Plans Deranged by Time
The Poetry of George Fetherling
Paper 82 pp.
Online discount: 25%
The Toronto Star called him a legendary figure in Canadian writing, and indeed George Fetherling has been prolific in many genres: poetry, history, travel narrative, memoir, and cultural studies. Plans Deranged by Time is a representative selection from many of the twelve poetry collections he has published since the late 1960s. Like his novels and other fiction, many of these poems are anchored in a sense of place—often a very urban one. Filled with aphorism and sharp observation, the poems are spare of line and metaphor; they display a kind of elegant realism: loading docks, back doors of restaurants, doughnut shops with karate schools upstairs.
In the introduction, A.F. Moritz places Fetherling in the modern picaresque tradition in the aftermath of Eliot and Pound, highlighting his characteristic speaker as an itinerant cosmopolitan outsider, a kind of flâneur, impoverished and keenly observant, writing from a position of “communion-in-isolation.” He contrasts Fetherling’s contemplative intellectualism with that of the public intellectual and highlights this outsider’s fellow-feeling, making the poems indirectly political.
Fetherling’s afterword is an anecdote-anchored exploration of what the poet sees as his two central approaches—“the desire to create new codes of hearing” and “writing-to-heal”—and how they are reflected in the collection.
George Fetherling has been writing and publishing for more than forty-five years. One of his most popular works is Travels by Night: A Memoir, which recreates leading personalities and events in the fabled Canadian cultural renaissance of 1965–75. His most recent books are The Sylvia Hotel Poems and the novel Walt Whitman’s Secret, both published in 2010. Fetherling is also a visual artist.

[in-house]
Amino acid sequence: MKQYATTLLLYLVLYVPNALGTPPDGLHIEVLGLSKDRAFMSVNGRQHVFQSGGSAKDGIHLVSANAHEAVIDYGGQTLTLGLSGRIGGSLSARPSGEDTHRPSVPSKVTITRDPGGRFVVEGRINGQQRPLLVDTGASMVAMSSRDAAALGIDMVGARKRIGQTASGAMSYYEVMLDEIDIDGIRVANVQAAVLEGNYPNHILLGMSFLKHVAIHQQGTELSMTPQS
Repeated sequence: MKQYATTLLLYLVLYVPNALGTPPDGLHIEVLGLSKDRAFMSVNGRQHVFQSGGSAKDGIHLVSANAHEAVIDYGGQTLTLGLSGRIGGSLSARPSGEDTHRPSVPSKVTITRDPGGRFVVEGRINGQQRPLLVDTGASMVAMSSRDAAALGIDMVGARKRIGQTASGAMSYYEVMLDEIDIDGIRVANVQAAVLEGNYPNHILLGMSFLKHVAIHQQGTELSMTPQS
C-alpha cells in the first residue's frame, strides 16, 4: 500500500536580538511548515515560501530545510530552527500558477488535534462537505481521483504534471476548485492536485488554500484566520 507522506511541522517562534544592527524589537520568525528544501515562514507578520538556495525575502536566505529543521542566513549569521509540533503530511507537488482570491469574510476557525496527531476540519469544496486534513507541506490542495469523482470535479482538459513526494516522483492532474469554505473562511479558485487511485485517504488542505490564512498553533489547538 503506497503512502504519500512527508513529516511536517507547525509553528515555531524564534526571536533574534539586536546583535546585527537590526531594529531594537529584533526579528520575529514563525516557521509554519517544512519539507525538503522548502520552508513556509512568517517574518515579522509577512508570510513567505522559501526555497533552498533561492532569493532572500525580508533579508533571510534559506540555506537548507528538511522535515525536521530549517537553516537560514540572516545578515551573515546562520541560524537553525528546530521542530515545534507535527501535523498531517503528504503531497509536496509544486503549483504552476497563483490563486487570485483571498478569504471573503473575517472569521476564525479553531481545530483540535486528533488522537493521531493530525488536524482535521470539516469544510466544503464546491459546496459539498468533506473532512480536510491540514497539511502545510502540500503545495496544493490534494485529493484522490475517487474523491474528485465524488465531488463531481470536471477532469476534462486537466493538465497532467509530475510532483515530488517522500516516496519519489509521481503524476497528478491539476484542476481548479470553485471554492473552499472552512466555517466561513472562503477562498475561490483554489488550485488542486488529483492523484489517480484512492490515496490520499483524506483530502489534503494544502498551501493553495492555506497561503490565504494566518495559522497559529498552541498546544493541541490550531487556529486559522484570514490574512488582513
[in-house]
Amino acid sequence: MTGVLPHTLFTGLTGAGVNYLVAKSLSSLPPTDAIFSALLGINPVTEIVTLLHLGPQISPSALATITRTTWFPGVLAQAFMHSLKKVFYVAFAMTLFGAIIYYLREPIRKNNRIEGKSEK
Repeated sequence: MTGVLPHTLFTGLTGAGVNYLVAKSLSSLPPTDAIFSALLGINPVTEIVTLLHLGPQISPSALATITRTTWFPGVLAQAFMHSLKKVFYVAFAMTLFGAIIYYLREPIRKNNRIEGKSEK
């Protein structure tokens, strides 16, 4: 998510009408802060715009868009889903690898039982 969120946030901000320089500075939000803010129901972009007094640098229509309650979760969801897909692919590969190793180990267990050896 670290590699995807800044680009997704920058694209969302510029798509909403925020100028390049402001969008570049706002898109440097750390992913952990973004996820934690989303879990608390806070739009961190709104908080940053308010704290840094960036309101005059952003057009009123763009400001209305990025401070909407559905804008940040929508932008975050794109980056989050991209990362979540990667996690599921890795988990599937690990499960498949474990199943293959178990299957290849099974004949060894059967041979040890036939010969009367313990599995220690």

A.F. Moritz has published more than twenty collections of poetry as well as important works of literary history and numerous translations of Latin American verse. A leading figure in the literary life of Canada, he has been the recipient of a Guggenheim Fellowship and a major award from the American Academy and Institute of Arts and Letters. Two of his most recent works have reaffirmed his reputation: Night Street Repairs (2004) received the ReLit Award and The Sentinel (2008) won both the Bess Hokin Prize from Poetry magazine and the Griffin Poetry Prize. He teaches at the University of Toronto.
“[Fetherling’s] images are not simply precise and evocative; they are also witty.... Many of his poems tend toward aperçu or epigram. The reader is constantly surprised by an unexpected analogy. Moritz in his erudite and densely allusive introduction...bring[s] out those elements of Fetherling’s critical self-examination that underlie his empathy for members of the similarly disillusioned wider community, and makes a good case for recommending Fetherling’s poetry to the expanded audience it deserves.”
— Event (Douglas College)